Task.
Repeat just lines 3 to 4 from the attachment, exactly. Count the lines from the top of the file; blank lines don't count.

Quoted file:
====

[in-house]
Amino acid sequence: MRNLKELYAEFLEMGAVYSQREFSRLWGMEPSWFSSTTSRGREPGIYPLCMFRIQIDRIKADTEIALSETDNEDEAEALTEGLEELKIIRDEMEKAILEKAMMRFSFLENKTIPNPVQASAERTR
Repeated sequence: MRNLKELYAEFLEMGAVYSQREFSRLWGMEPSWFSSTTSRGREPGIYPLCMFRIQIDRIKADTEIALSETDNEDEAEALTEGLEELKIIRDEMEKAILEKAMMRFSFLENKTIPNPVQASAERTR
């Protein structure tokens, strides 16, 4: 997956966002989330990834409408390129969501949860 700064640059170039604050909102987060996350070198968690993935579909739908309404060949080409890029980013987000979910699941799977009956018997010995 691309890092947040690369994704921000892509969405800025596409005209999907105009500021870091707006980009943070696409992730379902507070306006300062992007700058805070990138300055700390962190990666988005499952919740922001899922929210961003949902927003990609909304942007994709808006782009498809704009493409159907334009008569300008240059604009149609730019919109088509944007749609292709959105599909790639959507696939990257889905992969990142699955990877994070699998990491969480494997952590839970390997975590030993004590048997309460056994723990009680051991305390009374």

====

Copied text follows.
Repeated sequence: MRNLKELYAEFLEMGAVYSQREFSRLWGMEPSWFSSTTSRGREPGIYPLCMFRIQIDRIKADTEIALSETDNEDEAEALTEGLEELKIIRDEMEKAILEKAMMRFSFLENKTIPNPVQASAERTR
């Protein structure tokens, strides 16, 4: 997956966002989330990834409408390129969501949860 700064640059170039604050909102987060996350070198968690993935579909739908309404060949080409890029980013987000979910699941799977009956018997010995 691309890092947040690369994704921000892509969405800025596409005209999907105009500021870091707006980009943070696409992730379902507070306006300062992007700058805070990138300055700390962190990666988005499952919740922001899922929210961003949902927003990609909304942007994709808006782009498809704009493409159907334009008569300008240059604009149609730019919109088509944007749609292709959105599909790639959507696939990257889905992969990142699955990877994070699998990491969480494997952590839970390997975590030993004590048997309460056994723990009680051991305390009374």